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People v. Herman

March 29, 2004

[5] THE PEOPLE OF THE STATE OF ILLINOIS, PLAINTIFF-APPELLEE,
v.
JOSEPH HERMAN, DEFENDANT-APPELLANT.



[6] Appeal from the Circuit Court of Cook County. No. 02 CR 11702 The Honorable Preston Bowie, Judge Presiding.

[7] The opinion of the court was delivered by: Presiding Justice O'malley

[8]  Following a bench trial, defendant, Joseph Herman, was found guilty of aggravated arson (720 ILCS 5/20-1.1 (West 2002)) and was sentenced to six years in prison. On appeal, defendant raises the following issues: (1) whether the firefighter was injured as a result of the fire or explosion in the manner required by the aggravated arson statute; and (2) whether the trial court erred in denying defendant's posttrial motion alleging that the complaint was insufficient to charge him with aggravated arson. For the reasons that follow, we affirm defendant's conviction.

[9]  BACKGROUND

[10]   Defendant provided a statement to police which was stipulated to by the parties and read into the record. According to defendant's statement, beginning in late March 2002, defendant observed drug activity in the parking lot of 6132 South Kedzie. He subsequently provided Chicago police officer Andrew Costello with information regarding the sale of drugs in the area. On April 11, 2002, defendant climbed through one of the back windows of the building at 6132 South Kedzie and observed a container marked "biohazard." There were a number of needles in the container which he spread out onto the floor. Defendant saw a couple of people on the second floor who told him not to touch "their stuff." Defendant proceeded to go back downstairs and placed a T-shirt on top of a cardboard box. He lit the T-shirt on fire, climbed back outside the building, and walked to the front. Defendant made sure that the people he had previously seen inside the building exited safely. Defendant acknowledged that he had made a mistake in starting the fire and apologized. At trial, Reverend Luis Ruiz testified that in 1998, he purchased the brick building at 6132 South Kedzie for use as a church. Services had been held in the building for a period of months before the building was boarded up for remodeling. Ruiz inspected the building on April 12, 2002, and it was completely burned out.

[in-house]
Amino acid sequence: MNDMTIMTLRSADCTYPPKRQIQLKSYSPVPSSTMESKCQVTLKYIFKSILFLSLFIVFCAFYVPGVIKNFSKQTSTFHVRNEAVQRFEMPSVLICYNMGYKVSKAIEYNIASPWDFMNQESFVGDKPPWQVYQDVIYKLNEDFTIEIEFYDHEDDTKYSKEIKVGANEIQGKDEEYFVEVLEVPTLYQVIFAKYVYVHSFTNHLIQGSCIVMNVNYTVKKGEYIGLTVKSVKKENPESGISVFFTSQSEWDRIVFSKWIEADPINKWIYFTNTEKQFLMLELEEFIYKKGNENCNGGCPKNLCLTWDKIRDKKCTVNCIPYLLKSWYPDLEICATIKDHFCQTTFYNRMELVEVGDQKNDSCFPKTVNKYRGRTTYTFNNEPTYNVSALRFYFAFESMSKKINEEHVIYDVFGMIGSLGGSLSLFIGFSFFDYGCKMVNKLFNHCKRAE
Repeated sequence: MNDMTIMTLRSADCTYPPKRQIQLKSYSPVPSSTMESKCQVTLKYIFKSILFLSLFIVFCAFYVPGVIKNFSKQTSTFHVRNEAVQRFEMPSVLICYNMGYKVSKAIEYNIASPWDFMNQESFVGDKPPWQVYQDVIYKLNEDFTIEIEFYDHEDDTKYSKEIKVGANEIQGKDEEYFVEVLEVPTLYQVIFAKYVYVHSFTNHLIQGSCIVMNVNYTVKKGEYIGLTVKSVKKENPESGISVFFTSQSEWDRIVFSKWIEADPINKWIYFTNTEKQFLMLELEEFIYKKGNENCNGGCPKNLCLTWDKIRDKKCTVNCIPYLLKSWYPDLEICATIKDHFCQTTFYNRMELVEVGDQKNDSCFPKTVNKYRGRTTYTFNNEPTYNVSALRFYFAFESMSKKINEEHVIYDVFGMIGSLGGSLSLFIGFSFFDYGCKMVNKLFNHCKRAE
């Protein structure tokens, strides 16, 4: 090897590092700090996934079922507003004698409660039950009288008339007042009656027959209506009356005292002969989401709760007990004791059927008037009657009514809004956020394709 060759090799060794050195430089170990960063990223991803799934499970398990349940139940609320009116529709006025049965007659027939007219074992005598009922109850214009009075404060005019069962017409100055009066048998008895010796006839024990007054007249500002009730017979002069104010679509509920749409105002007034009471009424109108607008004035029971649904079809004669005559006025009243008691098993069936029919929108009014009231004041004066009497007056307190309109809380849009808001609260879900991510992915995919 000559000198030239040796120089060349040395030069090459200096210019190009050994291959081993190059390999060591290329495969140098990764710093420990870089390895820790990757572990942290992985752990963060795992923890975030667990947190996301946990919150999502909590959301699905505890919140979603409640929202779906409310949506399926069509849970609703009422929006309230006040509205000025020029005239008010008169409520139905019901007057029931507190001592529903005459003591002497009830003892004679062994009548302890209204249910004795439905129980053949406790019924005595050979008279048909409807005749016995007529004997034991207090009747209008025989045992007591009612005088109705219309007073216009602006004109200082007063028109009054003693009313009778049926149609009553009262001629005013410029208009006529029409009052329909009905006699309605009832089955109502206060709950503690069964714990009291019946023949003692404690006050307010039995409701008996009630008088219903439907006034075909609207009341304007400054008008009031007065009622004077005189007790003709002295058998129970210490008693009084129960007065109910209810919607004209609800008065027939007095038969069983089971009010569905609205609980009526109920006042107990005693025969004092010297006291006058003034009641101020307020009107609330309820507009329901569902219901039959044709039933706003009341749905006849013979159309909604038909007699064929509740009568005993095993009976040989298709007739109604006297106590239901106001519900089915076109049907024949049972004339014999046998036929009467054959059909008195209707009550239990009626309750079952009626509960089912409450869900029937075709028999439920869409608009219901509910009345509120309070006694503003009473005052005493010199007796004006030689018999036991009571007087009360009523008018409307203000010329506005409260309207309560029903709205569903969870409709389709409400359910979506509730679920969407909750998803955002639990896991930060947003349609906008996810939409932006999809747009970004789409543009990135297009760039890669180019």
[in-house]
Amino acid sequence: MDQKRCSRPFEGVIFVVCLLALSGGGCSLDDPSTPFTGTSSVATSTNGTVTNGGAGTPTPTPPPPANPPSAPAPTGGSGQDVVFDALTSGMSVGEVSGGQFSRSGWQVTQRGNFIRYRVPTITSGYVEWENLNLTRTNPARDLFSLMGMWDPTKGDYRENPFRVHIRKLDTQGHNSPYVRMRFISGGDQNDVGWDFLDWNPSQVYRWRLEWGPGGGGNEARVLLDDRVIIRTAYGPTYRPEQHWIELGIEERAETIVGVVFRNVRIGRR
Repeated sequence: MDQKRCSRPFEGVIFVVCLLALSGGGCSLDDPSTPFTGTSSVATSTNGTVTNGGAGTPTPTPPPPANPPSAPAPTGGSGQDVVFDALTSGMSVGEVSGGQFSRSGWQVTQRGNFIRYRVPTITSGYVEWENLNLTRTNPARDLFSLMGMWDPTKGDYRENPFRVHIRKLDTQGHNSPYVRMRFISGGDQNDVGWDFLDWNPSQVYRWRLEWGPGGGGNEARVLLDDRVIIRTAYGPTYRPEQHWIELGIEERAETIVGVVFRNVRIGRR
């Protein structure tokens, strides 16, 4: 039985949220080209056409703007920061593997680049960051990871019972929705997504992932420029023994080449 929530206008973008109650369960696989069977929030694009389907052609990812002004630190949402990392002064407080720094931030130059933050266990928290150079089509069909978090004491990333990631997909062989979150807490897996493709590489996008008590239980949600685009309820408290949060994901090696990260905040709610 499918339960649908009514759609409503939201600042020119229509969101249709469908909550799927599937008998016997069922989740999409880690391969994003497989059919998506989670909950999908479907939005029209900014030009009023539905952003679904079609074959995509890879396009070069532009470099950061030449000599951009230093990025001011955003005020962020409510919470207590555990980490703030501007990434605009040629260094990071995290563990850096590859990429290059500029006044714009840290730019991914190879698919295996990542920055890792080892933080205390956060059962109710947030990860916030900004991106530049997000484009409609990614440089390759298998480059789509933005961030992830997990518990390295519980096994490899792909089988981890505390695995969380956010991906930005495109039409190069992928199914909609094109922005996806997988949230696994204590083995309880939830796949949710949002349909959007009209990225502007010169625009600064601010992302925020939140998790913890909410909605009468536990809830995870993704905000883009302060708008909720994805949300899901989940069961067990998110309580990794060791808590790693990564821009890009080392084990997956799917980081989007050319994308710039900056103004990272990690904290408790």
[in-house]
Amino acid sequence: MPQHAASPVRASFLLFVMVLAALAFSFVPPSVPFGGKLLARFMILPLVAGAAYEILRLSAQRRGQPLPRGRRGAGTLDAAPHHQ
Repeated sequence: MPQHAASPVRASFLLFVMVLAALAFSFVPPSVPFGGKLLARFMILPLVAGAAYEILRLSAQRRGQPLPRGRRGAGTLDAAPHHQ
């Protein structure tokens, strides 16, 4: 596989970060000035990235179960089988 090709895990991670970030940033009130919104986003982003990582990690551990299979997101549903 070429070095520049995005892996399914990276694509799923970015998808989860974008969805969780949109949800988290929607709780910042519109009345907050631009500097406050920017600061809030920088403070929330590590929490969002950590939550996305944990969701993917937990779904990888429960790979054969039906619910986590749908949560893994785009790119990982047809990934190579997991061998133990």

[11]   Charles Swan, a 19-year veteran of the Chicago fire department, testified that on the morning of April 11, 2002, he responded to a report of fire at 6132 South Kedzie. There were approximately 10 other firefighters at the scene when he arrived, some of whom were already in the burning building, while others were on the roof. Swan was assigned to climb a 20-foot wooden ladder in order to knock a hole in the roof to allow smoke to escape. Swan and another firefighter took a ladder from the truck, placed it against the back of the building, and rested the ladder on the gravel ground. While climbing the ladder, Swan carried an ax, which weighed approximately 15 pounds, and a pipe pole that was approximately 6 feet long.

[12]   After Swan climbed to the top of the building, the ladder started to "kick *** out from the building." The bottom was sliding away from the building and the top was sliding back. Swan "was holding on and [he] knew [he] was getting ready to come off the building the wrong way." Swan fell off the ladder approximately 18 feet from the ground, broke his right leg and seriously injured his knee. At the time of trial, he was unable to return to work as a result of the injuries he sustained on April 11, 2002. Swan denied that smoke or fire caused him to fall off of the ladder.

[13]   On cross-examination, the following colloquy, relied upon by defendant, transpired between defense counsel and Swan:

[14]  
"Q. Isn't there supposed to be somebody down there steadying that ladder?

[15]   A. Yes.

[16]   Q. Who was that?

[17]   A. The lieutenant.

[18]   Q. And he didn't or couldn't or what was it?

[19]   A. He didn't.

[20]   Q. Did he walk away from ...


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